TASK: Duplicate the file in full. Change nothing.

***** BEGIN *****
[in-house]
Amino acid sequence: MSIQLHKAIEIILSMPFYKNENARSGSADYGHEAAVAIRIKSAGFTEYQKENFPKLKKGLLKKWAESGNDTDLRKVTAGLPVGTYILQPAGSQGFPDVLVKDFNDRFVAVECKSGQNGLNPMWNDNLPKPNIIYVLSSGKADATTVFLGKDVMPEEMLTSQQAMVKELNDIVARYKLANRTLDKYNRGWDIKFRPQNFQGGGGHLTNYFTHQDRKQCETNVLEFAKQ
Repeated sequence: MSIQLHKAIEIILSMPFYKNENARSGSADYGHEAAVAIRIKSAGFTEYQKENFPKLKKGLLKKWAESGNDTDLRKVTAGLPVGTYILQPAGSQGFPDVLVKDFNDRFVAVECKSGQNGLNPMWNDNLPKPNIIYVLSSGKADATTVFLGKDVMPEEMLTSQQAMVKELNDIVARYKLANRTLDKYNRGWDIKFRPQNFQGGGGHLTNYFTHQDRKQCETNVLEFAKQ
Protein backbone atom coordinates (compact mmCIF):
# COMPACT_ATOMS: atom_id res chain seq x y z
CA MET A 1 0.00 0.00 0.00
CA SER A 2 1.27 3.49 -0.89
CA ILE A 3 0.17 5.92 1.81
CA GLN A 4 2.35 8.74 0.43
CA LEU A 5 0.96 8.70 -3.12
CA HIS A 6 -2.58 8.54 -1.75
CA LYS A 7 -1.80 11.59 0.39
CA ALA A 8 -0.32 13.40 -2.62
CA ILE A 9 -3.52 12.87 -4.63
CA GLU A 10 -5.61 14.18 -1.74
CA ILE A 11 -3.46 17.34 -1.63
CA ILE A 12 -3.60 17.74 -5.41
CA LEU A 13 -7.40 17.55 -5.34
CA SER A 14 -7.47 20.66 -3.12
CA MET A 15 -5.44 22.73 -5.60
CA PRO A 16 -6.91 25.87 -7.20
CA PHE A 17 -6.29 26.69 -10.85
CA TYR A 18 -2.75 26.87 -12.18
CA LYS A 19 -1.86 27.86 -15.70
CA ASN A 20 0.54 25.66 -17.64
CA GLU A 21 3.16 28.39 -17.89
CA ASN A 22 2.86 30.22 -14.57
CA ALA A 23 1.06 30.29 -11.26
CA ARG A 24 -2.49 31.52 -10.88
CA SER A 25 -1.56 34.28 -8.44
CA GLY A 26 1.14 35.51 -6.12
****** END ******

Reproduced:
[in-house]
Amino acid sequence: MSIQLHKAIEIILSMPFYKNENARSGSADYGHEAAVAIRIKSAGFTEYQKENFPKLKKGLLKKWAESGNDTDLRKVTAGLPVGTYILQPAGSQGFPDVLVKDFNDRFVAVECKSGQNGLNPMWNDNLPKPNIIYVLSSGKADATTVFLGKDVMPEEMLTSQQAMVKELNDIVARYKLANRTLDKYNRGWDIKFRPQNFQGGGGHLTNYFTHQDRKQCETNVLEFAKQ
Repeated sequence: MSIQLHKAIEIILSMPFYKNENARSGSADYGHEAAVAIRIKSAGFTEYQKENFPKLKKGLLKKWAESGNDTDLRKVTAGLPVGTYILQPAGSQGFPDVLVKDFNDRFVAVECKSGQNGLNPMWNDNLPKPNIIYVLSSGKADATTVFLGKDVMPEEMLTSQQAMVKELNDIVARYKLANRTLDKYNRGWDIKFRPQNFQGGGGHLTNYFTHQDRKQCETNVLEFAKQ
Protein backbone atom coordinates (compact mmCIF):
# COMPACT_ATOMS: atom_id res chain seq x y z
CA MET A 1 0.00 0.00 0.00
CA SER A 2 1.27 3.49 -0.89
CA ILE A 3 0.17 5.92 1.81
CA GLN A 4 2.35 8.74 0.43
CA LEU A 5 0.96 8.70 -3.12
CA HIS A 6 -2.58 8.54 -1.75
CA LYS A 7 -1.80 11.59 0.39
CA ALA A 8 -0.32 13.40 -2.62
CA ILE A 9 -3.52 12.87 -4.63
CA GLU A 10 -5.61 14.18 -1.74
CA ILE A 11 -3.46 17.34 -1.63
CA ILE A 12 -3.60 17.74 -5.41
CA LEU A 13 -7.40 17.55 -5.34
CA SER A 14 -7.47 20.66 -3.12
CA MET A 15 -5.44 22.73 -5.60
CA PRO A 16 -6.91 25.87 -7.20
CA PHE A 17 -6.29 26.69 -10.85
CA TYR A 18 -2.75 26.87 -12.18
CA LYS A 19 -1.86 27.86 -15.70
CA ASN A 20 0.54 25.66 -17.64
CA GLU A 21 3.16 28.39 -17.89
CA ASN A 22 2.86 30.22 -14.57
CA ALA A 23 1.06 30.29 -11.26
CA ARG A 24 -2.49 31.52 -10.88
CA SER A 25 -1.56 34.28 -8.44
CA GLY A 26 1.14 35.51 -6.12